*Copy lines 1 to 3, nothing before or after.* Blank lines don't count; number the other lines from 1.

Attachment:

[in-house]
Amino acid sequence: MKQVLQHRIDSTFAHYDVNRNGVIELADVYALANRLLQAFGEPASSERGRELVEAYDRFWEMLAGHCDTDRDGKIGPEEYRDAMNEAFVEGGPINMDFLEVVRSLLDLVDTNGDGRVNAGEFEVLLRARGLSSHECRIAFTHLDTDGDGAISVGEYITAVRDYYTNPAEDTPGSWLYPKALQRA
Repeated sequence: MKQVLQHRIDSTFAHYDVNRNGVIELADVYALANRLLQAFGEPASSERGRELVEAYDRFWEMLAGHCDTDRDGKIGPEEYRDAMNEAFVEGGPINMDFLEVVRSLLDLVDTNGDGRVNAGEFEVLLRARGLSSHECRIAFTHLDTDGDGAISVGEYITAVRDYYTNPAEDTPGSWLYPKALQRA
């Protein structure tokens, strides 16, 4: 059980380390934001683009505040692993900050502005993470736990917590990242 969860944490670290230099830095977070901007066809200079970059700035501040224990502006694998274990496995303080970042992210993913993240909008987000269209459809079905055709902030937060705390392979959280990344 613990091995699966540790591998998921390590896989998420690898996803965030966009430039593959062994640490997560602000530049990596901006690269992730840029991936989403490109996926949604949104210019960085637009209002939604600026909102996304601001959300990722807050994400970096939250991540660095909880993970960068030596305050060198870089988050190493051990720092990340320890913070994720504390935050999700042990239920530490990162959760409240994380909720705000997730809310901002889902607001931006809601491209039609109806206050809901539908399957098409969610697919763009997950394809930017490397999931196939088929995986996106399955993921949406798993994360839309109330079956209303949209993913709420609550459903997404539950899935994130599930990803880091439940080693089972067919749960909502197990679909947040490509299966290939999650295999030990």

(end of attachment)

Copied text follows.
[in-house]
Amino acid sequence: MKQVLQHRIDSTFAHYDVNRNGVIELADVYALANRLLQAFGEPASSERGRELVEAYDRFWEMLAGHCDTDRDGKIGPEEYRDAMNEAFVEGGPINMDFLEVVRSLLDLVDTNGDGRVNAGEFEVLLRARGLSSHECRIAFTHLDTDGDGAISVGEYITAVRDYYTNPAEDTPGSWLYPKALQRA
Repeated sequence: MKQVLQHRIDSTFAHYDVNRNGVIELADVYALANRLLQAFGEPASSERGRELVEAYDRFWEMLAGHCDTDRDGKIGPEEYRDAMNEAFVEGGPINMDFLEVVRSLLDLVDTNGDGRVNAGEFEVLLRARGLSSHECRIAFTHLDTDGDGAISVGEYITAVRDYYTNPAEDTPGSWLYPKALQRA